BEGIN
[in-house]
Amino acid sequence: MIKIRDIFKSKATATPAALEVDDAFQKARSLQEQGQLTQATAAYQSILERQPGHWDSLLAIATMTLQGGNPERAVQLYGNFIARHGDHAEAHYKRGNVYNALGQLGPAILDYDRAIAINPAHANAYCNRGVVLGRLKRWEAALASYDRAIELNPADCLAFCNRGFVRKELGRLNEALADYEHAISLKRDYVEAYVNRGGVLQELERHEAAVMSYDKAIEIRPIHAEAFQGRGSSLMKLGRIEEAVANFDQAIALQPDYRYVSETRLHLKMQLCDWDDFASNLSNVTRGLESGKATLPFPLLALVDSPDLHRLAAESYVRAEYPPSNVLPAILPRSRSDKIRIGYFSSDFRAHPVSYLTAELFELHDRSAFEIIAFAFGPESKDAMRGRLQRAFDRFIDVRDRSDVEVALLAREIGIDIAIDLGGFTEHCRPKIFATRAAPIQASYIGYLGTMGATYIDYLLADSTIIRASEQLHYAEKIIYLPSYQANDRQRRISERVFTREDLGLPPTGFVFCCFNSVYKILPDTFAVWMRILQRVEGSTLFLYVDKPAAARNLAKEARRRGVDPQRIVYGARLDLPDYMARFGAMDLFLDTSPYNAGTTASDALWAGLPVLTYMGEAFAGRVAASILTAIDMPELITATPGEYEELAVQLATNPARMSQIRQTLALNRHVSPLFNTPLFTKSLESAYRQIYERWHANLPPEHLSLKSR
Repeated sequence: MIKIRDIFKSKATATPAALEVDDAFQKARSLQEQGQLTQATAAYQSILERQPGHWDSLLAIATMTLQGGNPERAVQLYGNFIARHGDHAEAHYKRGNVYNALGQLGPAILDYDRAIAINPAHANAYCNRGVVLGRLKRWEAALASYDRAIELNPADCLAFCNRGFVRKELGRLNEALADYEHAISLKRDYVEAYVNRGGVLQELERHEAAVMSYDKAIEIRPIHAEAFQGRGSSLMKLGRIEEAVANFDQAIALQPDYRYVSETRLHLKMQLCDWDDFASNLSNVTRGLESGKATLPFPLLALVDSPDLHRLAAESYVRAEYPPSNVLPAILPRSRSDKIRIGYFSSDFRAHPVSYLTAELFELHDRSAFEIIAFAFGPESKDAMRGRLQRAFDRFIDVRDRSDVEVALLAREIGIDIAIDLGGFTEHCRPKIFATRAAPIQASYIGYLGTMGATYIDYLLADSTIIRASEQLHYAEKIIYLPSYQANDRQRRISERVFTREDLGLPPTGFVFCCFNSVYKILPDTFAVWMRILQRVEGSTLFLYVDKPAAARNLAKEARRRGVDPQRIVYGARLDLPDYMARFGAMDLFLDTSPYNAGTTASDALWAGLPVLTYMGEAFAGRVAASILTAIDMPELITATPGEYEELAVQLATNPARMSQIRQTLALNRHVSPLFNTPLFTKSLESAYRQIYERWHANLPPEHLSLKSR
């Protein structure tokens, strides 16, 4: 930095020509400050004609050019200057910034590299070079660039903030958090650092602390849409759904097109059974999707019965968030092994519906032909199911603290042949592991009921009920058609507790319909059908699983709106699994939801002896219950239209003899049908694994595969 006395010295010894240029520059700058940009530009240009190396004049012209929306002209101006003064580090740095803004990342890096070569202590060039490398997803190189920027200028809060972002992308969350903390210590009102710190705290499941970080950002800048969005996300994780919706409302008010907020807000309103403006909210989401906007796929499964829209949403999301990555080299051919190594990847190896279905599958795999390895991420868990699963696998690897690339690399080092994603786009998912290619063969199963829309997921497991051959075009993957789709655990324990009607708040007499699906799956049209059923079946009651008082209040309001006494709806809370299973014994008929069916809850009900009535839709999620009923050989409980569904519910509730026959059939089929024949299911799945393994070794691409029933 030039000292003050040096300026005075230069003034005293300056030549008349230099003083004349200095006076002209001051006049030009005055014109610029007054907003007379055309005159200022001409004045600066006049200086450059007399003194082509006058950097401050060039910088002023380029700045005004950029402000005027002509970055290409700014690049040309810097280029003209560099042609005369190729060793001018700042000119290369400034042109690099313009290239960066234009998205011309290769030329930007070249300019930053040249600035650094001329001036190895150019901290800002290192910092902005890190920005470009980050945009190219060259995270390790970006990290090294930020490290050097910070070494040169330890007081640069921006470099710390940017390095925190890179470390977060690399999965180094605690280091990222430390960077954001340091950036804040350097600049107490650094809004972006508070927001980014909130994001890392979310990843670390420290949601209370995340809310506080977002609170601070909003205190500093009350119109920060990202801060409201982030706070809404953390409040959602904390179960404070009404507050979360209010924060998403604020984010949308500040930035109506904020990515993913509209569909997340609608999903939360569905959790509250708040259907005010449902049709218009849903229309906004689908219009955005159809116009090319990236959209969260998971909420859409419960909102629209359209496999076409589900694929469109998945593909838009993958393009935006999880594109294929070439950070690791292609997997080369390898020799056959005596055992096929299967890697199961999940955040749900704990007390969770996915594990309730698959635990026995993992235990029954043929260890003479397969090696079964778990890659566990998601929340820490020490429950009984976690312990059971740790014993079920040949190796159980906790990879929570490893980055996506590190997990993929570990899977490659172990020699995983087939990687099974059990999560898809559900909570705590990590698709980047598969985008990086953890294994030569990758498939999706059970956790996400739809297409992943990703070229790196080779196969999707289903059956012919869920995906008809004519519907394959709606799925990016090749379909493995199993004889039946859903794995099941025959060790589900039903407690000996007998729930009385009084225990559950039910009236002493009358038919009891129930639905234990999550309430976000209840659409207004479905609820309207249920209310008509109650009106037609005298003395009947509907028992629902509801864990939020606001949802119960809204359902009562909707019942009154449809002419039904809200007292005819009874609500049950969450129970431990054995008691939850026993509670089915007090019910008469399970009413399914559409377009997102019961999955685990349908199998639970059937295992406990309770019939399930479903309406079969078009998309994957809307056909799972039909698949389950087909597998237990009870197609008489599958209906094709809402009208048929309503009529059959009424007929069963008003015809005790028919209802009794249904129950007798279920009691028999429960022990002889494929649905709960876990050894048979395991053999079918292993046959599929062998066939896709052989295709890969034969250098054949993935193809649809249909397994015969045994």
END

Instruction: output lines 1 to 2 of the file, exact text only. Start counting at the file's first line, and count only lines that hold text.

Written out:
[in-house]
Amino acid sequence: MIKIRDIFKSKATATPAALEVDDAFQKARSLQEQGQLTQATAAYQSILERQPGHWDSLLAIATMTLQGGNPERAVQLYGNFIARHGDHAEAHYKRGNVYNALGQLGPAILDYDRAIAINPAHANAYCNRGVVLGRLKRWEAALASYDRAIELNPADCLAFCNRGFVRKELGRLNEALADYEHAISLKRDYVEAYVNRGGVLQELERHEAAVMSYDKAIEIRPIHAEAFQGRGSSLMKLGRIEEAVANFDQAIALQPDYRYVSETRLHLKMQLCDWDDFASNLSNVTRGLESGKATLPFPLLALVDSPDLHRLAAESYVRAEYPPSNVLPAILPRSRSDKIRIGYFSSDFRAHPVSYLTAELFELHDRSAFEIIAFAFGPESKDAMRGRLQRAFDRFIDVRDRSDVEVALLAREIGIDIAIDLGGFTEHCRPKIFATRAAPIQASYIGYLGTMGATYIDYLLADSTIIRASEQLHYAEKIIYLPSYQANDRQRRISERVFTREDLGLPPTGFVFCCFNSVYKILPDTFAVWMRILQRVEGSTLFLYVDKPAAARNLAKEARRRGVDPQRIVYGARLDLPDYMARFGAMDLFLDTSPYNAGTTASDALWAGLPVLTYMGEAFAGRVAASILTAIDMPELITATPGEYEELAVQLATNPARMSQIRQTLALNRHVSPLFNTPLFTKSLESAYRQIYERWHANLPPEHLSLKSR